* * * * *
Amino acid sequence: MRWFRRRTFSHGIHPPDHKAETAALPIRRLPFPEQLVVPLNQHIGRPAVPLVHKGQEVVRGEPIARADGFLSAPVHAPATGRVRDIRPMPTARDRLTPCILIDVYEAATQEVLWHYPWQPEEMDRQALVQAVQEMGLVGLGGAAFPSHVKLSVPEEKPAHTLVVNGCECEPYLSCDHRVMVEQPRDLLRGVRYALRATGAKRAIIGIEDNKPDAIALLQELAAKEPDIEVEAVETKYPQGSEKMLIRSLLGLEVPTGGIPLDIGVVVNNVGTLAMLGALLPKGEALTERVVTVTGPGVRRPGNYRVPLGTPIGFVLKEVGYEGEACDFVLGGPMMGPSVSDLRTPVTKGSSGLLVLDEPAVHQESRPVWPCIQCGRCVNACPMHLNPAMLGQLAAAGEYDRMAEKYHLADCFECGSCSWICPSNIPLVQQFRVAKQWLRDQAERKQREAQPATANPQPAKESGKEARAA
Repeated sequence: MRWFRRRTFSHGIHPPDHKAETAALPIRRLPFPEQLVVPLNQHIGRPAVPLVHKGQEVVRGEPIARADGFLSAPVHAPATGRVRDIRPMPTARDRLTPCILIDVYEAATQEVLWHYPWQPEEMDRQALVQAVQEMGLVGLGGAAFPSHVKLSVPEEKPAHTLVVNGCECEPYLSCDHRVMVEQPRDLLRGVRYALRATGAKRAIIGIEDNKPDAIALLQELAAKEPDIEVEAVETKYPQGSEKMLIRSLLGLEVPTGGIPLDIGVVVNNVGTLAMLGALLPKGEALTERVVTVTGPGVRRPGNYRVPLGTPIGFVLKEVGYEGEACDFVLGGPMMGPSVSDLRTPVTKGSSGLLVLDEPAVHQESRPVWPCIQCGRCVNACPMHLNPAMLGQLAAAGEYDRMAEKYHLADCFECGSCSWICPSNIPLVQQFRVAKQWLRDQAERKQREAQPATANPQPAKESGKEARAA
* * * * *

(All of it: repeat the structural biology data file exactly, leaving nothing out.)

Amino acid sequence: MRWFRRRTFSHGIHPPDHKAETAALPIRRLPFPEQLVVPLNQHIGRPAVPLVHKGQEVVRGEPIARADGFLSAPVHAPATGRVRDIRPMPTARDRLTPCILIDVYEAATQEVLWHYPWQPEEMDRQALVQAVQEMGLVGLGGAAFPSHVKLSVPEEKPAHTLVVNGCECEPYLSCDHRVMVEQPRDLLRGVRYALRATGAKRAIIGIEDNKPDAIALLQELAAKEPDIEVEAVETKYPQGSEKMLIRSLLGLEVPTGGIPLDIGVVVNNVGTLAMLGALLPKGEALTERVVTVTGPGVRRPGNYRVPLGTPIGFVLKEVGYEGEACDFVLGGPMMGPSVSDLRTPVTKGSSGLLVLDEPAVHQESRPVWPCIQCGRCVNACPMHLNPAMLGQLAAAGEYDRMAEKYHLADCFECGSCSWICPSNIPLVQQFRVAKQWLRDQAERKQREAQPATANPQPAKESGKEARAA
Repeated sequence: MRWFRRRTFSHGIHPPDHKAETAALPIRRLPFPEQLVVPLNQHIGRPAVPLVHKGQEVVRGEPIARADGFLSAPVHAPATGRVRDIRPMPTARDRLTPCILIDVYEAATQEVLWHYPWQPEEMDRQALVQAVQEMGLVGLGGAAFPSHVKLSVPEEKPAHTLVVNGCECEPYLSCDHRVMVEQPRDLLRGVRYALRATGAKRAIIGIEDNKPDAIALLQELAAKEPDIEVEAVETKYPQGSEKMLIRSLLGLEVPTGGIPLDIGVVVNNVGTLAMLGALLPKGEALTERVVTVTGPGVRRPGNYRVPLGTPIGFVLKEVGYEGEACDFVLGGPMMGPSVSDLRTPVTKGSSGLLVLDEPAVHQESRPVWPCIQCGRCVNACPMHLNPAMLGQLAAAGEYDRMAEKYHLADCFECGSCSWICPSNIPLVQQFRVAKQWLRDQAERKQREAQPATANPQPAKESGKEARAA